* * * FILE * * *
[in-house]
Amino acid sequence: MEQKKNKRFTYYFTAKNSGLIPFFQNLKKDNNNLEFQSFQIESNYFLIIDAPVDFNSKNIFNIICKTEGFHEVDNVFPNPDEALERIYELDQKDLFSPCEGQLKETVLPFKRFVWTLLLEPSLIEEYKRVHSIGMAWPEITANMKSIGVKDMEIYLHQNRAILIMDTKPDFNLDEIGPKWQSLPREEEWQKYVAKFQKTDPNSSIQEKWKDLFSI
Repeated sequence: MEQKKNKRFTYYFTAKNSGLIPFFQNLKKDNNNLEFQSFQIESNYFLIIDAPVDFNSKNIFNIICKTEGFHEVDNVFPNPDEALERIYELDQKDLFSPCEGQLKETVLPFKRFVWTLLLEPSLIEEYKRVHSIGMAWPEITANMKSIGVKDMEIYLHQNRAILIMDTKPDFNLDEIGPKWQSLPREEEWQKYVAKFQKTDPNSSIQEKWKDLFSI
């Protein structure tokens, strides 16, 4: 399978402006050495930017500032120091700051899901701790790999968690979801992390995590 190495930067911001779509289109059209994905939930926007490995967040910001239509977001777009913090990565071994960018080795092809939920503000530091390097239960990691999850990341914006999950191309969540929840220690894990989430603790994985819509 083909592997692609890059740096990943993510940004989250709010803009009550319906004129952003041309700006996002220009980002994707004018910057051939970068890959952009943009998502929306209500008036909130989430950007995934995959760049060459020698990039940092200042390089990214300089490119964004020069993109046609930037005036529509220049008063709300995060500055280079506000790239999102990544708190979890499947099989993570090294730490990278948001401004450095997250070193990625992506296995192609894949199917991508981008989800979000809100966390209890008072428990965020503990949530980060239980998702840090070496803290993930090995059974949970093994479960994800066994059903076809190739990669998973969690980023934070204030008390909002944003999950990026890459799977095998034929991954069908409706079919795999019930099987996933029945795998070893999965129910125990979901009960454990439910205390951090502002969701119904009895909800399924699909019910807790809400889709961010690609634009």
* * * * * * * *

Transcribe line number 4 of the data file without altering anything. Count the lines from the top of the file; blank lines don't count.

């Protein structure tokens, strides 16, 4: 399978402006050495930017500032120091700051899901701790790999968690979801992390995590 190495930067911001779509289109059209994905939930926007490995967040910001239509977001777009913090990565071994960018080795092809939920503000530091390097239960990691999850990341914006999950191309969540929840220690894990989430603790994985819509 083909592997692609890059740096990943993510940004989250709010803009009550319906004129952003041309700006996002220009980002994707004018910057051939970068890959952009943009998502929306209500008036909130989430950007995934995959760049060459020698990039940092200042390089990214300089490119964004020069993109046609930037005036529509220049008063709300995060500055280079506000790239999102990544708190979890499947099989993570090294730490990278948001401004450095997250070193990625992506296995192609894949199917991508981008989800979000809100966390209890008072428990965020503990949530980060239980998702840090070496803290993930090995059974949970093994479960994800066994059903076809190739990669998973969690980023934070204030008390909002944003999950990026890459799977095998034929991954069908409706079919795999019930099987996933029945795998070893999965129910125990979901009960454990439910205390951090502002969701119904009895909800399924699909019910807790809400889709961010690609634009």